Baby lamb scours

by: Dr. G.F. Kennedy

At lambing time we get calls about lambs dying at a few days of age. Generally lambs are depressed, have a watery mouth, and may have a wet tail. When it happens the first few days of life it is E coli. Later Rota virus and Cryptosporidiosis may be the culprits and while not common very difficult to deal with. Later, two weeks or more, we get the dark scours that indicates coccidiosis. Occasionally salmonella enters the mix.

The purpose of this post will be to concentrate on acute E coli type scours. We have already discussed the symptoms, now for the solution. Once it gets started it is very difficult to deal with. Our best approach has been to allow lamb to suckle its first feeding of colostrum and then treat it orally with an antibiotic. Spectinomycin and Neomycin are drugs commonly available and used. There are other options but they require a prescription so when possible you need to work with your veterinarian if these commonly used drugs fail. I am aware of situations so bad that dozens of lambs had died, none surviving, and when the correct antibiotic was found all survived there after. Isolation of the E coli bacteria from untreated lambs, if successful, can result in an autogenous bacterin that can be used to immunize ewes to protect next years lamb crop.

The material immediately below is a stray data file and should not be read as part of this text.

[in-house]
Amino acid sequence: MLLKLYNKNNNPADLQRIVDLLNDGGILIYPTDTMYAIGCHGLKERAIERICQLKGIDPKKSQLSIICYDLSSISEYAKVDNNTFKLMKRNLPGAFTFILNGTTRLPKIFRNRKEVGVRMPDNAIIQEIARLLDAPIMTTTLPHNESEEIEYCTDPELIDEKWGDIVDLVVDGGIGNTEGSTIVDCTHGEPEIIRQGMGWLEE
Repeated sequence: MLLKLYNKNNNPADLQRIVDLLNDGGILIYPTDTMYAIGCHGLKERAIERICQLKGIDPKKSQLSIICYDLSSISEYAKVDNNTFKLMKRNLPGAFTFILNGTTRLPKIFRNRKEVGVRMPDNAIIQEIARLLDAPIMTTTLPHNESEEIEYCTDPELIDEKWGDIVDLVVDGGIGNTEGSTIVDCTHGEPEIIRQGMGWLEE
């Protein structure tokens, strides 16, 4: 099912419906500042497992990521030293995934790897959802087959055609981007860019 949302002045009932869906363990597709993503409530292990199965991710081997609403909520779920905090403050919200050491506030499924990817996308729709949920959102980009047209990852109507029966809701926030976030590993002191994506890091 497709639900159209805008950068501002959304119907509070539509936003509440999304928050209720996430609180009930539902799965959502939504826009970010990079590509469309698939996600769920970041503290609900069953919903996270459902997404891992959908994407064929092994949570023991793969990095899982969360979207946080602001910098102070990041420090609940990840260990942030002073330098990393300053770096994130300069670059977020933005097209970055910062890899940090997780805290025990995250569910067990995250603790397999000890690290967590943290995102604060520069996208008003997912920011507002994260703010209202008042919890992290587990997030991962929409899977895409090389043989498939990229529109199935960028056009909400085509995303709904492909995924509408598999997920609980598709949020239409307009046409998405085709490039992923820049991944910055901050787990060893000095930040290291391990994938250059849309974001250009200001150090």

One new product that is available is OVIshield, an antibody supplement for newborn lambs less than 24 hours of age. The supplement contains antibodies from hyper immunized certified sheep. It can be used orally or subcutaneously.

Once symptoms develop, treatment can be unrewarding, oral and parental electrolytes are indicated as well as oral and injectable antibiotics. Changing lambing areas and not allowing pregnant ewes to commingle or reside where ewes and lambs have been is important. As the season progresses, in the same lambing area the opportunity for the disease increases.


About Ask-a-Vet Sheep

Veterinary services, procedures, biologicals, and drugs mentioned in this publication represent the personal opinions and clinical observations of the contributing author. They are in no way intended to be interpreted as recommendations without the consent of the producer’s own practicing Veterinarian. We strongly urge that producers establish a patient-client-veterinarian relationship that allows extra-label use when there are no drugs approved for treatment or if approved drugs are not effective. This procedure allows veterinarians to go beyond label directions when “prudent use” is necessary. The limited availability of drugs and biologics in this country is a major factor in restricting the growth of the sheep industry and allowing producers to compete in the world market place.
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